One of the county’s new storm surge signs is located at the entrance of Osceola High School on 98th Street North in Seminole. The sign shows how high the water could reach due to storm surge from a major hurricane.
A tropical depression formed on the 31st day of the 2014 Atlantic hurricane season. Later that day, it became the season’s first named storm.
Tropical Storm Arthur quickly gained strength and the National Hurricane Center upgraded its status to a Category 1 hurricane on July 3. On Independence Day, the NHC reported that Arthur had become a Category 2 hurricane. Arthur made landfall on the Outer Banks of North Carolina July 4 with wind gusts of more than 100 mph.
Hurricane season began June 1 and continues through Nov. 30.
The NHC categorizes hurricanes based on wind speed according to the Saffir-Simpson Hurricane Scale. A tropical storm has maximum sustained winds of 39 to 73 mph. A Category 1 hurricane has winds between 74 and 95 mph; Category 2, 96-110 mph; Category 3, 111-130 mph; Category 4, 131-155 mph; and a Category 5, the top of the list, has maximum sustained winds of 156 mph and up.
However, despite that focus on wind speeds, the bigger risk really comes from storm surge, which occurs when water is pushed toward the shore by the force of hurricane-force winds.
“The greatest potential for loss of life related to a hurricane is from storm surge,” according to retired NHC meteorologist Brian Jarvinen.
At least 1,500 lives were lost during Hurricane Katrina in 2005 due to storm surge.
Storm surge also causes extensive damage. Any structure not designed to withstand its force most likely would be destroyed, as bombardment from waves and currents cause foundations to weaken and fail. Storm surge also severely erodes beaches and coastal roadways.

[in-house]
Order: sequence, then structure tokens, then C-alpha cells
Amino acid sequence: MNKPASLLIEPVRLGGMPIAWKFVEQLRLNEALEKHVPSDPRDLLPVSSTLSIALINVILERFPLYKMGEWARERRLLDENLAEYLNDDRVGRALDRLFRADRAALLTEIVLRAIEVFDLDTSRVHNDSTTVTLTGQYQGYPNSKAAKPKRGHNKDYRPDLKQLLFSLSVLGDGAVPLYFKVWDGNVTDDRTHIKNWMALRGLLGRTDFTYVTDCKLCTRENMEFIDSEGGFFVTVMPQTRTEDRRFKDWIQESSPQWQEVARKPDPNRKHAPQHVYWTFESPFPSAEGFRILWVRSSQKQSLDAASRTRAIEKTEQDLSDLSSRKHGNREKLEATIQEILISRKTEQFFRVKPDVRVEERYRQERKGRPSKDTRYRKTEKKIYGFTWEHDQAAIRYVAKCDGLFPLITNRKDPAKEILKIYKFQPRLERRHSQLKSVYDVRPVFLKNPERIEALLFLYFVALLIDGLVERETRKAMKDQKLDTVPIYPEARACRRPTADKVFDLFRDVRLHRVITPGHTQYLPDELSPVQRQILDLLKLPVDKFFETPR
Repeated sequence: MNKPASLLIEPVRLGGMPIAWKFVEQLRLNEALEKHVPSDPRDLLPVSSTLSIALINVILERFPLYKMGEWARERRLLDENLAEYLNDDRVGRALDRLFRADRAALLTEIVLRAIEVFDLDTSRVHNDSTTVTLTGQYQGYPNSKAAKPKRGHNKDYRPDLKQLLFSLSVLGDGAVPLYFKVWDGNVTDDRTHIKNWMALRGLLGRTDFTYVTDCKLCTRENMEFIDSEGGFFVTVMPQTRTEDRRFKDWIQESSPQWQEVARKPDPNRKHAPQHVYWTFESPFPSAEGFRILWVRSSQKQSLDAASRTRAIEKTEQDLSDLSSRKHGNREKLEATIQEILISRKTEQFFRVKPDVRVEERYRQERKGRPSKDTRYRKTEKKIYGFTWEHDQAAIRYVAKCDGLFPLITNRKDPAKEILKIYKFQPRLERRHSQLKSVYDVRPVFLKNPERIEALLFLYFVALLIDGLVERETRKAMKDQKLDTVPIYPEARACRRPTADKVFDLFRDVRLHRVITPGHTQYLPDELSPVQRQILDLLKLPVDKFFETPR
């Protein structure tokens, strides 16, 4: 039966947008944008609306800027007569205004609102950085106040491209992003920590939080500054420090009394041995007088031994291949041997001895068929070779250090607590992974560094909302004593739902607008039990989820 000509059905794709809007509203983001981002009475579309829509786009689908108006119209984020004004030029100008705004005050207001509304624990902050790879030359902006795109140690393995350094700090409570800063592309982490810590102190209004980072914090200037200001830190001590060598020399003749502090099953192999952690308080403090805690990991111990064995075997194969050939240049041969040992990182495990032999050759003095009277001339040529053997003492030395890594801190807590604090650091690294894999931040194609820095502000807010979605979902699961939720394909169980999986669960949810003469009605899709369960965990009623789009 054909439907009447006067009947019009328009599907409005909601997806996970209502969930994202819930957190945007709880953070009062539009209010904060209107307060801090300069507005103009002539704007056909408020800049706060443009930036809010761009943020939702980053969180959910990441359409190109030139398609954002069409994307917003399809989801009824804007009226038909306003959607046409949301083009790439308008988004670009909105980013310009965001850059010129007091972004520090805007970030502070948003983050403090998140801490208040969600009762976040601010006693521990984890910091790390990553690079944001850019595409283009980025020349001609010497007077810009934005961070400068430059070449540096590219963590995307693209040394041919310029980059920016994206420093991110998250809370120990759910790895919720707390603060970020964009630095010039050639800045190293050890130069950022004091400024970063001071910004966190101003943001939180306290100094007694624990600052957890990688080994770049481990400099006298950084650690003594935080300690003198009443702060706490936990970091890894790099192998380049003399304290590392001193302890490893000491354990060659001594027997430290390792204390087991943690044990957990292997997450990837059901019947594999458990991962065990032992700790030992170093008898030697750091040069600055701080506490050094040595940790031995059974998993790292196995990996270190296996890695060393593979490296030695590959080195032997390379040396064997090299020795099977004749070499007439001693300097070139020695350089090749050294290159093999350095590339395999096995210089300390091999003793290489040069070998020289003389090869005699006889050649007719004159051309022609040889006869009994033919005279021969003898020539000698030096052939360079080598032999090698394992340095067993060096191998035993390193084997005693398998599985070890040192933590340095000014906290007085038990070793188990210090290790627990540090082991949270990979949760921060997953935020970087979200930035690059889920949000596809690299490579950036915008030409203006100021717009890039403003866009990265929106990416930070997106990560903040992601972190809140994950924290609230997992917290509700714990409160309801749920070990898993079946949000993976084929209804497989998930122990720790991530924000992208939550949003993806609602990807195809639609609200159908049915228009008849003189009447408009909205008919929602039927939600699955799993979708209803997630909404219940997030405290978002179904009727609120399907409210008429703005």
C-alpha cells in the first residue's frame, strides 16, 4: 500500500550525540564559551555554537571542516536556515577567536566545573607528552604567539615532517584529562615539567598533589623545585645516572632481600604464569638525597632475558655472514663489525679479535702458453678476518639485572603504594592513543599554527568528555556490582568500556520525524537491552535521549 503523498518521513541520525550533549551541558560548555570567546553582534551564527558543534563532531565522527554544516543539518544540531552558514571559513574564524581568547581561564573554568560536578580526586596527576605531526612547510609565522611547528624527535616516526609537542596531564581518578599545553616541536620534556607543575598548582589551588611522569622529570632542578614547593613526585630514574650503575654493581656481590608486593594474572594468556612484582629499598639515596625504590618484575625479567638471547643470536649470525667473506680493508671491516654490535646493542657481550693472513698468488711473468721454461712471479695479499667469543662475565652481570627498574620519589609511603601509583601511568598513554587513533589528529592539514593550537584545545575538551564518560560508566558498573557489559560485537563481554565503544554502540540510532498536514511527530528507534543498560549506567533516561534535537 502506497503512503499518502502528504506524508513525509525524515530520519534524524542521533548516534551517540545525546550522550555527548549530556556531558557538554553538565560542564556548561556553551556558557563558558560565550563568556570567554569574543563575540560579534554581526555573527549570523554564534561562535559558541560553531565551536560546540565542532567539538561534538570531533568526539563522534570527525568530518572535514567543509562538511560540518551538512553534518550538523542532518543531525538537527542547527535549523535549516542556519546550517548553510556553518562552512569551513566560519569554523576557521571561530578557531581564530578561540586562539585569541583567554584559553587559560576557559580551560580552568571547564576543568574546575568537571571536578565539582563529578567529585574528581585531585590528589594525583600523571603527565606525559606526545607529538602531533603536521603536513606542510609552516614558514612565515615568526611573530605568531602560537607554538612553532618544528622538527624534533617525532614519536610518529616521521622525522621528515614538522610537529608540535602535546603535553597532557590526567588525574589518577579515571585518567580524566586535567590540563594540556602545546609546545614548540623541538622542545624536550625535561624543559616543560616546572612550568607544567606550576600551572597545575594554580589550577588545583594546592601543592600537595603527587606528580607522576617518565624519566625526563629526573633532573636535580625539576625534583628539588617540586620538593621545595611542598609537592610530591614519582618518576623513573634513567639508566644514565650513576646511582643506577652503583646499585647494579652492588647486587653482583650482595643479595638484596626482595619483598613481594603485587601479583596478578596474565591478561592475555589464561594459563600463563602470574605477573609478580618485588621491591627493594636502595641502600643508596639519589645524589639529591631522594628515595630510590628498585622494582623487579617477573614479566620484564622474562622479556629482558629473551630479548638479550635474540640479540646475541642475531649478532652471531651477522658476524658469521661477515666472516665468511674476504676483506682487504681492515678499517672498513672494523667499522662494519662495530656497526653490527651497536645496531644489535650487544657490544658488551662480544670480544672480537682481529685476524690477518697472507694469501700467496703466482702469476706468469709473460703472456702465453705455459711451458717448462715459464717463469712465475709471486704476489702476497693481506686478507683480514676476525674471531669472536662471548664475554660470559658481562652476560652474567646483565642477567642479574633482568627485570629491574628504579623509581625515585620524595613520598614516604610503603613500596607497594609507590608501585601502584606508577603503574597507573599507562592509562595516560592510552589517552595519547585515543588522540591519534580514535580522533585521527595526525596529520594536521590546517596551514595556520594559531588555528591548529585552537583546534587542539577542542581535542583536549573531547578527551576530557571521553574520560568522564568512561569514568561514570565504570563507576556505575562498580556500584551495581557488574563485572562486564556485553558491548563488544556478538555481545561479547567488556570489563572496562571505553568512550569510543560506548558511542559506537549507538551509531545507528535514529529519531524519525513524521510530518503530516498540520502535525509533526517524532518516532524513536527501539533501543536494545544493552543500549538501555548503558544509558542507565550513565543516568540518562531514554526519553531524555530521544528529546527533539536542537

Residences and businesses located on Pinellas County’s barrier islands are the most vulnerable. But, inland areas are not immune from the effects. Salt water can intrude into estuaries and bayous. Animals, including snakes, often take refuge in urban areas to escape the rising waters.
Many factors play a part in just how high the water could reach in any given location.
Educating the public
Pinellas County’s Emergency Management recently completed an 18-month grant program with installation of storm surge awareness signs at 38 locations near county schools and school-related facilities. The signs demonstrate the area’s vulnerability and show how much surge could occur if a major hurricane were to hit.
A major hurricane is a Category 3 or higher.
Storm surge awareness signs have been placed near the following schools:
• Bayside High School, 14405 49th St. N., Clearwater
• Tarpon Springs Elementary School, 555 E. Pine St., Tarpon Springs
• Tarpon Springs Fundamental Schools, 400 E Harrison St., Tarpon Springs
• Tarpon Springs High School, 1411 S Gulf Road, Tarpon Springs
The NHC used an experimental potential storm surge flooding map for the first-time ever in its forecasts for Hurricane Arthur. The map shows geographical areas where storm surge could occur along with how high above ground the water could reach. Areas are represented in different colors, with blue representing 3 feet above the ground at the low end and red, showing areas where the water could reach 9 feet above ground at the top.
County staff is nearly finished with a storm surge illustration application designed to show residents what storm surge will look like at their address during different evacuation levels.